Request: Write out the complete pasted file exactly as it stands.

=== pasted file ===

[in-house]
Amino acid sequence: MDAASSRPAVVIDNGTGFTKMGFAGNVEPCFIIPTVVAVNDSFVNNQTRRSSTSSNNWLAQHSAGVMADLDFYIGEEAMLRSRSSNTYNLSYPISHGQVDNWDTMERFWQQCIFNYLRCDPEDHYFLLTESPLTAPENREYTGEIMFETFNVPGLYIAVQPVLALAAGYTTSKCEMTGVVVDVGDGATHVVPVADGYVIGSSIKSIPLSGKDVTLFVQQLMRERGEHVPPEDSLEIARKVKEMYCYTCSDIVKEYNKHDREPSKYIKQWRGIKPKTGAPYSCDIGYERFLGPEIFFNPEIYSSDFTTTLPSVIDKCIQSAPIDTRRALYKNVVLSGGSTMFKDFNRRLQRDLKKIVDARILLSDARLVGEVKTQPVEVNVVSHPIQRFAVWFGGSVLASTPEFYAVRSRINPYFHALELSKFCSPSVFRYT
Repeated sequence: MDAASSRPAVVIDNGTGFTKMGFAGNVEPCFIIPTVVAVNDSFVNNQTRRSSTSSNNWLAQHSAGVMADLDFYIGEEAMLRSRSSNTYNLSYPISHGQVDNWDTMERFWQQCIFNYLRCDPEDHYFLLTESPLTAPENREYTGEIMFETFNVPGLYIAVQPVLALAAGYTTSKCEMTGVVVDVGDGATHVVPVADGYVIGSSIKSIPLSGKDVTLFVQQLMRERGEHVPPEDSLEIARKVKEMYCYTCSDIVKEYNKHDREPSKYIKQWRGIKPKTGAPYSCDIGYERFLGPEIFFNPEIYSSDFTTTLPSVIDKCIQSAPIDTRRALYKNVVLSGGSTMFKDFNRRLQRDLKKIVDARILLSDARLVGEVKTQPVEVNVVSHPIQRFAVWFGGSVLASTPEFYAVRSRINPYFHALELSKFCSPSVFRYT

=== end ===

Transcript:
[in-house]
Amino acid sequence: MDAASSRPAVVIDNGTGFTKMGFAGNVEPCFIIPTVVAVNDSFVNNQTRRSSTSSNNWLAQHSAGVMADLDFYIGEEAMLRSRSSNTYNLSYPISHGQVDNWDTMERFWQQCIFNYLRCDPEDHYFLLTESPLTAPENREYTGEIMFETFNVPGLYIAVQPVLALAAGYTTSKCEMTGVVVDVGDGATHVVPVADGYVIGSSIKSIPLSGKDVTLFVQQLMRERGEHVPPEDSLEIARKVKEMYCYTCSDIVKEYNKHDREPSKYIKQWRGIKPKTGAPYSCDIGYERFLGPEIFFNPEIYSSDFTTTLPSVIDKCIQSAPIDTRRALYKNVVLSGGSTMFKDFNRRLQRDLKKIVDARILLSDARLVGEVKTQPVEVNVVSHPIQRFAVWFGGSVLASTPEFYAVRSRINPYFHALELSKFCSPSVFRYT
Repeated sequence: MDAASSRPAVVIDNGTGFTKMGFAGNVEPCFIIPTVVAVNDSFVNNQTRRSSTSSNNWLAQHSAGVMADLDFYIGEEAMLRSRSSNTYNLSYPISHGQVDNWDTMERFWQQCIFNYLRCDPEDHYFLLTESPLTAPENREYTGEIMFETFNVPGLYIAVQPVLALAAGYTTSKCEMTGVVVDVGDGATHVVPVADGYVIGSSIKSIPLSGKDVTLFVQQLMRERGEHVPPEDSLEIARKVKEMYCYTCSDIVKEYNKHDREPSKYIKQWRGIKPKTGAPYSCDIGYERFLGPEIFFNPEIYSSDFTTTLPSVIDKCIQSAPIDTRRALYKNVVLSGGSTMFKDFNRRLQRDLKKIVDARILLSDARLVGEVKTQPVEVNVVSHPIQRFAVWFGGSVLASTPEFYAVRSRINPYFHALELSKFCSPSVFRYT